You can read part 1 here.
It was in the early 2000s that I first noticed something was amiss with the umpiring of our great game.
Sure, prior to 2000 there were many games I went home unhappy with the job the umpires had done. But nobody could deny it was a difficult game to officiate, (the very thing that would later be exploited to control games for closeness and desired results), and sometimes the rub went your team’s way, sometimes the other. End of the day, it kind of balanced itself out, and if you played well enough, invariably your team would still win, regardless of a couple of umpire clangers.
But after the year 2000, a new era of officiating commenced.
It began with a particular umpire called Darren Goldspink, and it became obvious that if he was officiating your game against Essendon, you were probably going to need to do more than play well to win…. especially in finals.
However, this bias (from a man that drank at the Essendon Social Club, yet was still permitted to umpire their games) could never have prepared supporters for what was to come.
In 2003 the appointment of Andrew ‘3 chins’ Demetriou as CEO would see our game change permanently, and pockets, especially his own, get deeply lined. Each year he gave himself a significant $200,000 raise, and a self-granted bonus of $20,000 for every round that attracted a certain number of spectators to games. Which saw not only the already unfair fixture become even further compromised, but his already huge pay packet swell to as much as $3.8 million in 2013.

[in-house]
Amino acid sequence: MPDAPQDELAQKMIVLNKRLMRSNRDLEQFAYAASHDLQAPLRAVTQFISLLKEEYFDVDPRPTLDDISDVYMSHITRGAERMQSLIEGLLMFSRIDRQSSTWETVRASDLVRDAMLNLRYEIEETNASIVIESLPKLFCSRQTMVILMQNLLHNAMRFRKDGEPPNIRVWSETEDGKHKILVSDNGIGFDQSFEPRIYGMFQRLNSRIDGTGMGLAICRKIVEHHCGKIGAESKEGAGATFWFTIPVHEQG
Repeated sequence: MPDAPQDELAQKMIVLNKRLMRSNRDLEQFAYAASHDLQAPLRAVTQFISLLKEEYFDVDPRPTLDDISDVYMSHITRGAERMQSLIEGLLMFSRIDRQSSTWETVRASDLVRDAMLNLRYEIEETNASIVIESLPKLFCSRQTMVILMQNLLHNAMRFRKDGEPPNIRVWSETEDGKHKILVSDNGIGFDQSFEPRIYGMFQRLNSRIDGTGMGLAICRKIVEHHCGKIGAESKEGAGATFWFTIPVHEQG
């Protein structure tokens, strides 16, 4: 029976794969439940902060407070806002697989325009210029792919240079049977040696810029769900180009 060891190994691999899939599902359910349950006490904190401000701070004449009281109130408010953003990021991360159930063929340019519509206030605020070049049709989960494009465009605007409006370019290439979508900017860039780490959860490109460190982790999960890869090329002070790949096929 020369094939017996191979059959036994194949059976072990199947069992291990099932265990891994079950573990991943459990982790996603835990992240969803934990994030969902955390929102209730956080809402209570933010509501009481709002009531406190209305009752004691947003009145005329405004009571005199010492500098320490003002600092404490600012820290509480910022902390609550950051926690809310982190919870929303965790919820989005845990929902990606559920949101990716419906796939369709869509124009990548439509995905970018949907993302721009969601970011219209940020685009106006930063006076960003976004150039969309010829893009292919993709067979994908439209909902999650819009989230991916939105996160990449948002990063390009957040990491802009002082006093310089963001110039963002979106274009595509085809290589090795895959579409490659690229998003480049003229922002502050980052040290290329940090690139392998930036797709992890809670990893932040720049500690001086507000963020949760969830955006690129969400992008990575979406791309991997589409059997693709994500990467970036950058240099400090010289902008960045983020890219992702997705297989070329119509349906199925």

But the transfer of cash from the pockets of diehard blue-collar fans to the pockets of the AFL coffers was almost trivial in comparison to what was happening to the actual game.
The advertising rights to Friday Night Football alone had now become worth a billion dollars, and nobody leaves a billion dollars to chance. So this required top of the table clashes, and more importantly, close games. A first half blowout would see TV audiences changing channel at halftime, jeopardising the value of the advertising rights, and had to be averted at all costs. And the way to avert it was to give umpires total control over which way the ball went, and where free kicks were awarded.
Time after time I watched teams kick away to a four goal 1st quarter lead, only for the other team to be awarded soft free kicks in front of goal to even the scores, while other players could have their head torn off in the goal square, only to be rewarded with a call to “play on”.
Of course, at first, I noticed this with games involving my own team, so I wondered if it was just my natural bias toward them that made it seem unfair. So I started recording, scrutinising and documenting other clubs games. Going frame-by-frame through the frees that were paid, and the frees that weren’t, and noting where on the ground they were awarded. A shot on goal? Or in the backline? Which left absolutely no doubt whatsoever, that when it suited, the umpires took complete control. Teams that were initially on fire got rattled, pinged no matter what they did, and ultimately, they would never get their rhythm back and go on to lose. Then the last quarter of every such game, the ritual evening-out of the free kick count, always very cleverly done, letting ones go that should have been, or gifting a few the other way in the back half of the ground.
Of course, there were still blowouts. The odd one was unavoidable, and if they never happened, fans may suspect something was amiss. Sometimes teams just played so well there was nothing umpires could do about it, especially in open, high possession games, as umpire control came from the contested ball, at least, at that point. But they would later be gifted far greater powers that didn’t even involve the ball.